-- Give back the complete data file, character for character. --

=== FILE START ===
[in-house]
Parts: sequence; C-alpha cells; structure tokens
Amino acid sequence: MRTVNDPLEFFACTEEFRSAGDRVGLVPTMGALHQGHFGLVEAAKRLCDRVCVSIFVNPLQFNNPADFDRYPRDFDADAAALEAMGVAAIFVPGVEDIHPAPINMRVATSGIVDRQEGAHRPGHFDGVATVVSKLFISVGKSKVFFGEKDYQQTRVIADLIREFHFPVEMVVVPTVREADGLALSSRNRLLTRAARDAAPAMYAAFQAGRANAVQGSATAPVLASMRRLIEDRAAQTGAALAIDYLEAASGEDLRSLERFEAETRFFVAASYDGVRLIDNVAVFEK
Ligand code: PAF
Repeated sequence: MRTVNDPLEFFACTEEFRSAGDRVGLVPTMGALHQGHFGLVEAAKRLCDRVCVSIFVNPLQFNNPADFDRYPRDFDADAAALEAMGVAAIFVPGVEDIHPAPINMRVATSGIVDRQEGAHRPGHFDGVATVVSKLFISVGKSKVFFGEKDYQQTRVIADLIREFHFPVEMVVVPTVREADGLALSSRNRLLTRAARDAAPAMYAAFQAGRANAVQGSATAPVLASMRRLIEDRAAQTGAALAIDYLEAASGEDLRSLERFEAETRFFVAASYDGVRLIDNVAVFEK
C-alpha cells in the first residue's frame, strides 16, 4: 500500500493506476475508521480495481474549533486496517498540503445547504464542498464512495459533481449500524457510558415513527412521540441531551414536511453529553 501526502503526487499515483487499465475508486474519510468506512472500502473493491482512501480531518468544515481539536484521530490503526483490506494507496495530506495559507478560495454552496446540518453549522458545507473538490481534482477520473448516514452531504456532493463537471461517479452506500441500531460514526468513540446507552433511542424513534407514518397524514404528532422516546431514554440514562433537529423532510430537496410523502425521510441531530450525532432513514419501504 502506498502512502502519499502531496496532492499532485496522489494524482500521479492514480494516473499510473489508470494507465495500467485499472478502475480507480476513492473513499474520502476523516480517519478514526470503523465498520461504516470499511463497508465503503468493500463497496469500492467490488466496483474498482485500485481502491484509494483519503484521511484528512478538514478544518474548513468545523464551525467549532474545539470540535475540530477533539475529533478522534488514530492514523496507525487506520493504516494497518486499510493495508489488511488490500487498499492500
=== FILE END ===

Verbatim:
[in-house]
Parts: sequence; C-alpha cells; structure tokens
Amino acid sequence: MRTVNDPLEFFACTEEFRSAGDRVGLVPTMGALHQGHFGLVEAAKRLCDRVCVSIFVNPLQFNNPADFDRYPRDFDADAAALEAMGVAAIFVPGVEDIHPAPINMRVATSGIVDRQEGAHRPGHFDGVATVVSKLFISVGKSKVFFGEKDYQQTRVIADLIREFHFPVEMVVVPTVREADGLALSSRNRLLTRAARDAAPAMYAAFQAGRANAVQGSATAPVLASMRRLIEDRAAQTGAALAIDYLEAASGEDLRSLERFEAETRFFVAASYDGVRLIDNVAVFEK
Ligand code: PAF
Repeated sequence: MRTVNDPLEFFACTEEFRSAGDRVGLVPTMGALHQGHFGLVEAAKRLCDRVCVSIFVNPLQFNNPADFDRYPRDFDADAAALEAMGVAAIFVPGVEDIHPAPINMRVATSGIVDRQEGAHRPGHFDGVATVVSKLFISVGKSKVFFGEKDYQQTRVIADLIREFHFPVEMVVVPTVREADGLALSSRNRLLTRAARDAAPAMYAAFQAGRANAVQGSATAPVLASMRRLIEDRAAQTGAALAIDYLEAASGEDLRSLERFEAETRFFVAASYDGVRLIDNVAVFEK
C-alpha cells in the first residue's frame, strides 16, 4: 500500500493506476475508521480495481474549533486496517498540503445547504464542498464512495459533481449500524457510558415513527412521540441531551414536511453529553 501526502503526487499515483487499465475508486474519510468506512472500502473493491482512501480531518468544515481539536484521530490503526483490506494507496495530506495559507478560495454552496446540518453549522458545507473538490481534482477520473448516514452531504456532493463537471461517479452506500441500531460514526468513540446507552433511542424513534407514518397524514404528532422516546431514554440514562433537529423532510430537496410523502425521510441531530450525532432513514419501504 502506498502512502502519499502531496496532492499532485496522489494524482500521479492514480494516473499510473489508470494507465495500467485499472478502475480507480476513492473513499474520502476523516480517519478514526470503523465498520461504516470499511463497508465503503468493500463497496469500492467490488466496483474498482485500485481502491484509494483519503484521511484528512478538514478544518474548513468545523464551525467549532474545539470540535475540530477533539475529533478522534488514530492514523496507525487506520493504516494497518486499510493495508489488511488490500487498499492500